"Lifelong friends die together in Iraq"
They played together in childhood, wrestled together in high school and joined the Marines together after the Sept. 11, 2001, terrorist attacks (...)
My mother just happens to make the best French toast in the world.
Just because she is my mother, and the fact that I was raised on this fine cuisine, has nothing to do with my judgment on this matter (now does it).
Maybe the fact that she comes from France is a good reason for this, although after having spent most of her life here, she has developed a slightly Americanized, tempered and variegated version of this fine delicatessen.
Whatever, my breakfast this early Californian morning began with this nice treat.
Hopefully I will not get too fat these two weeks (don't want to be a part of more than half of those fellow Americans waddling and jiggling around me).
I had a fun, surprise birthday lunch with my old buddy Dave who I have known since I was six, way back in the Stockton days, nineteen sixty whatever.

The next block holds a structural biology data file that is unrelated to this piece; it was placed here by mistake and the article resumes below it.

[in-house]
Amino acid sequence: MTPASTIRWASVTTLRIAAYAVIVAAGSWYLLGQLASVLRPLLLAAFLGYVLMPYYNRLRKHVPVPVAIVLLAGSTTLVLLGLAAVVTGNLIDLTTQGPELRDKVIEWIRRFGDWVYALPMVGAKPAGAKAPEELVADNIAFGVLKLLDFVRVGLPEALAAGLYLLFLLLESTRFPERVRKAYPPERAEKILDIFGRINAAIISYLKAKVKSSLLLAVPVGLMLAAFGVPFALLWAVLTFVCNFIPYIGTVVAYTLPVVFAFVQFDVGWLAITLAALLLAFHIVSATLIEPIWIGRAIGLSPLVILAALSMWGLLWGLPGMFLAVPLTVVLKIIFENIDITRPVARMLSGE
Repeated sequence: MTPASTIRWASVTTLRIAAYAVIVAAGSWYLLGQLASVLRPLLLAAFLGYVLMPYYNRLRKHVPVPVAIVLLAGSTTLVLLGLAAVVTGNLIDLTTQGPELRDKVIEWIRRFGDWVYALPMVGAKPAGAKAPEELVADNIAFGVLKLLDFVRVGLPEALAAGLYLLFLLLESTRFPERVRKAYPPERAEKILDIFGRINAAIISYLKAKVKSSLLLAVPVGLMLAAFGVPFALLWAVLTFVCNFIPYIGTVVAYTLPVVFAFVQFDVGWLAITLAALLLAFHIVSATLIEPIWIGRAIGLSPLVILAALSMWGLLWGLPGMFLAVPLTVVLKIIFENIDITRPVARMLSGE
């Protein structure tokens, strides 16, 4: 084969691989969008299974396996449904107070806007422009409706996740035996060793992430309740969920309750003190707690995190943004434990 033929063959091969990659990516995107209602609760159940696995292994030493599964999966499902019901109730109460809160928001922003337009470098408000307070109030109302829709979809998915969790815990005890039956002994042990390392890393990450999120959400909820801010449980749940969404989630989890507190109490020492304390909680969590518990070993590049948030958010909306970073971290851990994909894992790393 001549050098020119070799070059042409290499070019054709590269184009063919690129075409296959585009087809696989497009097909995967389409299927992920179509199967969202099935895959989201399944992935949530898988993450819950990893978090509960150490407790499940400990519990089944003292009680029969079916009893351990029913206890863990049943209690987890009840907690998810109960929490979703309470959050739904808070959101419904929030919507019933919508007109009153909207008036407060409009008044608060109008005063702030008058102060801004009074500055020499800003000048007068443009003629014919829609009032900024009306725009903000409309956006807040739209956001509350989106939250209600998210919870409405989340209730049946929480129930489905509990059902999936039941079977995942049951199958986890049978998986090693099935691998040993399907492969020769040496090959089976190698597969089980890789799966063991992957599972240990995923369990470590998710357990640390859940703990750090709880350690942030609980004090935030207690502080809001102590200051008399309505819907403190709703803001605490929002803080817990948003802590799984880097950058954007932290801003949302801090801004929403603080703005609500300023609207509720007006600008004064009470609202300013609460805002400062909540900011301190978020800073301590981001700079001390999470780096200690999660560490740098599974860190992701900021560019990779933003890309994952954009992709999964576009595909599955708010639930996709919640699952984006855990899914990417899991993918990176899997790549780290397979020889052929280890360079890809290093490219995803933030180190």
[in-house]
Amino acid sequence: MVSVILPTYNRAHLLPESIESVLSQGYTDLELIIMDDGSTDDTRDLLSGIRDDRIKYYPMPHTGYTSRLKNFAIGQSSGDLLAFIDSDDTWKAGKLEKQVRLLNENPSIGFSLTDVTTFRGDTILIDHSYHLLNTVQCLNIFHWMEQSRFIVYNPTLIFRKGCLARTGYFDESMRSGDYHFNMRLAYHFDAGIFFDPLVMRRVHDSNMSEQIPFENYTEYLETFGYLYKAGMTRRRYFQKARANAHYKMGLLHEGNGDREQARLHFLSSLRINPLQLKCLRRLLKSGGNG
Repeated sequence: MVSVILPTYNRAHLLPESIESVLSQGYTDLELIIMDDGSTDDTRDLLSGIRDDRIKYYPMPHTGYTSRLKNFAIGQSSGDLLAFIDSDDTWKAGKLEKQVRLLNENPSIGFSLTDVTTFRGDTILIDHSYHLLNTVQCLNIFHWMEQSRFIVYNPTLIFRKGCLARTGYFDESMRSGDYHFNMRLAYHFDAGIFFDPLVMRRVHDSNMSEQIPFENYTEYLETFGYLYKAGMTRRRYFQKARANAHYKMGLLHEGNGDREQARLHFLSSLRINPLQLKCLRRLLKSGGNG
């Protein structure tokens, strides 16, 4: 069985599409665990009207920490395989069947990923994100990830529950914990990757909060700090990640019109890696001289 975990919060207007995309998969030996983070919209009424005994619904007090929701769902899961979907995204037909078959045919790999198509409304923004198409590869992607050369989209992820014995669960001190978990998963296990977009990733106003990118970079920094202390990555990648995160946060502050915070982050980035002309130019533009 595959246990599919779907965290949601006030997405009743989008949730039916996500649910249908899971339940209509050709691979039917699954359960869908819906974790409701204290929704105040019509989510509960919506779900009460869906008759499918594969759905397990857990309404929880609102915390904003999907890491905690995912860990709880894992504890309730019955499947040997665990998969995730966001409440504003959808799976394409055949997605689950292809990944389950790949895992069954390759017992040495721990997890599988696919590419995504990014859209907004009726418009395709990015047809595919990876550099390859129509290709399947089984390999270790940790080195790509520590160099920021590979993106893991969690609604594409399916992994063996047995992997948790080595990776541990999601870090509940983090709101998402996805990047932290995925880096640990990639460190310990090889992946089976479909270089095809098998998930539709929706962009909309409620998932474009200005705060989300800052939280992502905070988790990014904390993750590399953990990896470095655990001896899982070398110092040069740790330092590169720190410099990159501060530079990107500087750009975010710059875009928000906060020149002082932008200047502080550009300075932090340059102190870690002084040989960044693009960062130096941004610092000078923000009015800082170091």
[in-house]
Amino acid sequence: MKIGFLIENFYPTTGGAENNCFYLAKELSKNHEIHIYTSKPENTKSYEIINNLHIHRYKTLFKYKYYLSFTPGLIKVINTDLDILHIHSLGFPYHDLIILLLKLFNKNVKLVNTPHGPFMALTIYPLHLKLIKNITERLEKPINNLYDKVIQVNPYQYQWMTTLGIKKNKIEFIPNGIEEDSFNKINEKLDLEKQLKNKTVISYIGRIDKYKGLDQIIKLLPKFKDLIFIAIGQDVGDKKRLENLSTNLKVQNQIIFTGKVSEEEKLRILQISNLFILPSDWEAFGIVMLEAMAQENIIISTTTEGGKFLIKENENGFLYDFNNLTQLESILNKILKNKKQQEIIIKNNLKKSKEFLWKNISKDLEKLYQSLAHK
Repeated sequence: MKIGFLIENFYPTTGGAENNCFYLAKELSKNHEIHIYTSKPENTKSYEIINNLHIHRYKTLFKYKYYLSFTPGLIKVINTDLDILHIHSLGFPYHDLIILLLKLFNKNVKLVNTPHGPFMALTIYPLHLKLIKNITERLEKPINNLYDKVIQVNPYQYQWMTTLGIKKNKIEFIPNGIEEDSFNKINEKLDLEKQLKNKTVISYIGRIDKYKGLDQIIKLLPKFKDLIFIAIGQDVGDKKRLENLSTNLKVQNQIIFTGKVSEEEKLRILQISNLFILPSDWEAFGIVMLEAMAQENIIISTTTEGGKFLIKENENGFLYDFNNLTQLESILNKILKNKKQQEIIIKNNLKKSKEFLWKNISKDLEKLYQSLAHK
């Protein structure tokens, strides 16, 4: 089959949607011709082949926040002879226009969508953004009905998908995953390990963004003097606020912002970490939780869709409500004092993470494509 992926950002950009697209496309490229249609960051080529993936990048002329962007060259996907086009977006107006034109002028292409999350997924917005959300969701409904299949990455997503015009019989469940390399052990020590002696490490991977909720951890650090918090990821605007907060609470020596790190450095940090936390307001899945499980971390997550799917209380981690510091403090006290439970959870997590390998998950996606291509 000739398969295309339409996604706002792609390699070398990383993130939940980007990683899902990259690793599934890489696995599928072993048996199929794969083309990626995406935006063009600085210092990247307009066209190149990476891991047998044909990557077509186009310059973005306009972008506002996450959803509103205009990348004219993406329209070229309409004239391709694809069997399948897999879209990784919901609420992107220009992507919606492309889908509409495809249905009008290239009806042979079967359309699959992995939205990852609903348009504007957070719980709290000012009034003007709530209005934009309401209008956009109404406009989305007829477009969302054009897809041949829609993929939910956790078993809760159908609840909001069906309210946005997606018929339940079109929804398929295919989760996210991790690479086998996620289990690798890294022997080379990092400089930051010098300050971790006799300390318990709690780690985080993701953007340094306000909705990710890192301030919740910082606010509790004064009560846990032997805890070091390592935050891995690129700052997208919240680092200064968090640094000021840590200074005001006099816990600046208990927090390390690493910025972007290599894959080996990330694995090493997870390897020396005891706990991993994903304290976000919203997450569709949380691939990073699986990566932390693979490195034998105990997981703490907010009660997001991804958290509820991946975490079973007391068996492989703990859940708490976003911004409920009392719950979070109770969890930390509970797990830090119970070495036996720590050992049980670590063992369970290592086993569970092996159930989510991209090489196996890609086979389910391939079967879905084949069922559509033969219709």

Hey, that's forty years ago. For a few moments, I would be the same age as Dave. I was darn determined to be there and experience it with him for the first time since who knows when.
Alright, so what if it is a little cloudy one day. Everyone was so letdown and almost apologetic to me.
"Sorry, not very nice weather today, now is it."
The following news just came in. "Kerry concedes election victory to Bush."
That's too bad...
The Europeans will not be happy with that at all. Whose side are the Americans on nowadays anyway?
There's the president sitting comfortably in his big sofa chair, with a big fat smirk stretched across his face.